Kenya’s president, Uhuru Kenyatta has said that he would work to restore Israel as an observer at the African Union, a move the Israeli premier has described as ‘Very significant for Israel.’
The Jewish state previously enjoyed observer status in the now disbanded Organization of African Unity (OAU), but that honor was not extended when the OAU was replaced by the African Union.
“We believe that there is need for us as a continent to once again to reengage Israel on a more positive basis, with an understanding that our partnership can help make this world that much more secure,” President Kenyatta said.
We believe that there is need for us as a continent to once again to reengage Israel on a more positive basis, with an understanding that our partnership can help make this world that much more secure.
“This something that Kenya will continue to push, to see how Israel can regain her observer position at the African Union. I believe that this is not just good for Kenya. It is good for Africa. It is good for global peace. It is good for partnership,” he added.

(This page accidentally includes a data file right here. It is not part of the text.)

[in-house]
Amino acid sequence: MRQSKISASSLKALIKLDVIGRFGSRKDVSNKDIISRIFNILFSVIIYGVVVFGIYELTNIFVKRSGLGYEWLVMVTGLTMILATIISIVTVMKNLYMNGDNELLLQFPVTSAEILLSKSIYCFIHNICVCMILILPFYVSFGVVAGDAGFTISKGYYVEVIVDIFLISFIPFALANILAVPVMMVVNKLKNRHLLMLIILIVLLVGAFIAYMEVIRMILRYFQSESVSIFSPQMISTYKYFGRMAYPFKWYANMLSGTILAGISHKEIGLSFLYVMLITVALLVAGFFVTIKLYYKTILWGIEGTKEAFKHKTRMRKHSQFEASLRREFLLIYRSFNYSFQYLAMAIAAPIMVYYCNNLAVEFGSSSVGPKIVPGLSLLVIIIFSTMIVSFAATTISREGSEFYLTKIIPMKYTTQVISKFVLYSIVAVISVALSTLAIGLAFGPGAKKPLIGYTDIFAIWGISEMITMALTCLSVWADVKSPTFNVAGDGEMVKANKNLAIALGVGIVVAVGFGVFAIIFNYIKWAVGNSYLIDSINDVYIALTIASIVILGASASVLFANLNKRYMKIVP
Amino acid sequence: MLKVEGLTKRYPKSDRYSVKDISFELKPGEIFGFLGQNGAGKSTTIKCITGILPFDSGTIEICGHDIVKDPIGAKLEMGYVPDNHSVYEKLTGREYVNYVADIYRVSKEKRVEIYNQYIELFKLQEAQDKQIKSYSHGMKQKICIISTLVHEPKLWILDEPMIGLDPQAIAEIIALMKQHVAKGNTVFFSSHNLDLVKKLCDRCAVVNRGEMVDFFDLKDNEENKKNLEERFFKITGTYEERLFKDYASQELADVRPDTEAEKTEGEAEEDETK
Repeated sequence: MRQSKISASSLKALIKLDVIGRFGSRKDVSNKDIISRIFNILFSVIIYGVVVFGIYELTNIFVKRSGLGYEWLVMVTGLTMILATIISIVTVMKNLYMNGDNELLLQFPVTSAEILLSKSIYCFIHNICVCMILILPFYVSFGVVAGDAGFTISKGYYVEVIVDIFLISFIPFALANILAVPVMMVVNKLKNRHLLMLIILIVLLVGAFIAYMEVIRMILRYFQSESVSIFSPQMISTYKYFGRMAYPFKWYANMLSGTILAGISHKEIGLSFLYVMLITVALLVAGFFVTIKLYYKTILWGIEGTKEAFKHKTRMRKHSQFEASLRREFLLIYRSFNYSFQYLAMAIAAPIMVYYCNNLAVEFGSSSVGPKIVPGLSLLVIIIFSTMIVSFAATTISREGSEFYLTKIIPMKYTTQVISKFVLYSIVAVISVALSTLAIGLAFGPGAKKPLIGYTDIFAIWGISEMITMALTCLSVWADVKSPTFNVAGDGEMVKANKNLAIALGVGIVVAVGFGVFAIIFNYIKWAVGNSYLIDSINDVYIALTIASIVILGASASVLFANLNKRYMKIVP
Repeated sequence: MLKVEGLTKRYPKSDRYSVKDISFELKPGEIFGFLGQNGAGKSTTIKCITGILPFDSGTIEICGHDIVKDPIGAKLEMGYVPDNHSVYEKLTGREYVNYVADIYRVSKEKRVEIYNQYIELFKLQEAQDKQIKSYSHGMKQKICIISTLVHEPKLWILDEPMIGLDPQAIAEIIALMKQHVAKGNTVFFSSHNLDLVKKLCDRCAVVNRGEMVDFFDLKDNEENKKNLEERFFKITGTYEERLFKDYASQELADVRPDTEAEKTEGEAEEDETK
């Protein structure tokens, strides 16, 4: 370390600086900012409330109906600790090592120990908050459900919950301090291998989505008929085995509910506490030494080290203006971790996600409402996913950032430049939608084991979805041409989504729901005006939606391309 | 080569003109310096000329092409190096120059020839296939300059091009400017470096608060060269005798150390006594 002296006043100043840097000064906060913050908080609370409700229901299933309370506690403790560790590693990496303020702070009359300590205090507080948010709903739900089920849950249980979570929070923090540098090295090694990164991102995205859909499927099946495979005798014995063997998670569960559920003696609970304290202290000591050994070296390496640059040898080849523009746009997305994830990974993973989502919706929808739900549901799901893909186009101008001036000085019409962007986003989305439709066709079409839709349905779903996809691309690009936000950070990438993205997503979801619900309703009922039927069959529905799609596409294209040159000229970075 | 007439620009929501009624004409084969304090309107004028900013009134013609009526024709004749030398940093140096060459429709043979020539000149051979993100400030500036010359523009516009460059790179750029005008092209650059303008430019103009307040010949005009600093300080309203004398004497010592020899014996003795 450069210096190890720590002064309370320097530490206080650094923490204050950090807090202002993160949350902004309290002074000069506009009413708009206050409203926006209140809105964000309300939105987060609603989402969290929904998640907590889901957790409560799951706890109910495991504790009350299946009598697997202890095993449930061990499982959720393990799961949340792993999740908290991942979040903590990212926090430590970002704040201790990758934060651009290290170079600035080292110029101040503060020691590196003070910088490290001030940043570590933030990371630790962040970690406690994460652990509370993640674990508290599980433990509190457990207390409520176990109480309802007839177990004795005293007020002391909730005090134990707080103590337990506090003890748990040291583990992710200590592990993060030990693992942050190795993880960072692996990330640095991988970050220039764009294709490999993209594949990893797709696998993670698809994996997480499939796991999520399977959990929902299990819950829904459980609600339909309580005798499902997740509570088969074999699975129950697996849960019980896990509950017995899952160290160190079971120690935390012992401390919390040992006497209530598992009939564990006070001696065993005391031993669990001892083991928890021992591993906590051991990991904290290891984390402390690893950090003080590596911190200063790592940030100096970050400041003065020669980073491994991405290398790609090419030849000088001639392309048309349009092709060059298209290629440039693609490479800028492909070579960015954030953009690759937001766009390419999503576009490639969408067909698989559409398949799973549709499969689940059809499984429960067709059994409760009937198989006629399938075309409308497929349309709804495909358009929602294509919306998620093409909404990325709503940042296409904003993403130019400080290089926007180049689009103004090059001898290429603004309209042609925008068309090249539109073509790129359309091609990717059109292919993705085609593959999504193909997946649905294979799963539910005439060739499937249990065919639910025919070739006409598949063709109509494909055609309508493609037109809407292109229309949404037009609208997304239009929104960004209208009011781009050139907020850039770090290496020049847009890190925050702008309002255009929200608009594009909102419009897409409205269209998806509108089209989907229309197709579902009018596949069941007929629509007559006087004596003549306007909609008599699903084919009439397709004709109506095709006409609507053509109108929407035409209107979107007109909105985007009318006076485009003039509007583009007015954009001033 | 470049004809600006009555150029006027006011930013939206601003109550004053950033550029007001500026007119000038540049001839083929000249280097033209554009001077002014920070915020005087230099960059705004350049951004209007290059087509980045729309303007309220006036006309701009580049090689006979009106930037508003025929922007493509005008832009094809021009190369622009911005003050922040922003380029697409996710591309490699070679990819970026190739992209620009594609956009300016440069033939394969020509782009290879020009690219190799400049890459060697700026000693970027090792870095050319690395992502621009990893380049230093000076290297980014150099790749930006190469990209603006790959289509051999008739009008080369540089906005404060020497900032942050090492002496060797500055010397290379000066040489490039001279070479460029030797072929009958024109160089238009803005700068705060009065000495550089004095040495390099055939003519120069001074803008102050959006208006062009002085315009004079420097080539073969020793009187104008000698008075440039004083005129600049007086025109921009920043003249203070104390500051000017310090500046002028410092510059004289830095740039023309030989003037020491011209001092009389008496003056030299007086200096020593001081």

The Israeli Prime Minister, Benjamin Netanyahu is in the East African country as part of the second leg of his landmark African tour which started on Monday in Uganda.
The two leaders had earlier met in Uganda during an anti-terrorism summit hosted by Yoweri Museveni, which also brought together other leaders from the Eastern African sub region.
Netanyahu since his arrival in Kenya on Tuesday morning has held a joint press conference with his host, Uhuru Kenyatta at the State House. Both leaders have also witnessed the signing of agreements between the two nations in areas of agreed cooperation. Amongst others in areas of security, trade, agriculture and the economy.
The two leaders also flagged off a group of students heading to Israel to study irrigation and agriculture technologies.
The Israeli PM’s next destination would be to Rwanda where he is supposed to meet Paul Kagame and onwards to Ethiopia, the last stop of his tour before he heads back to Israel.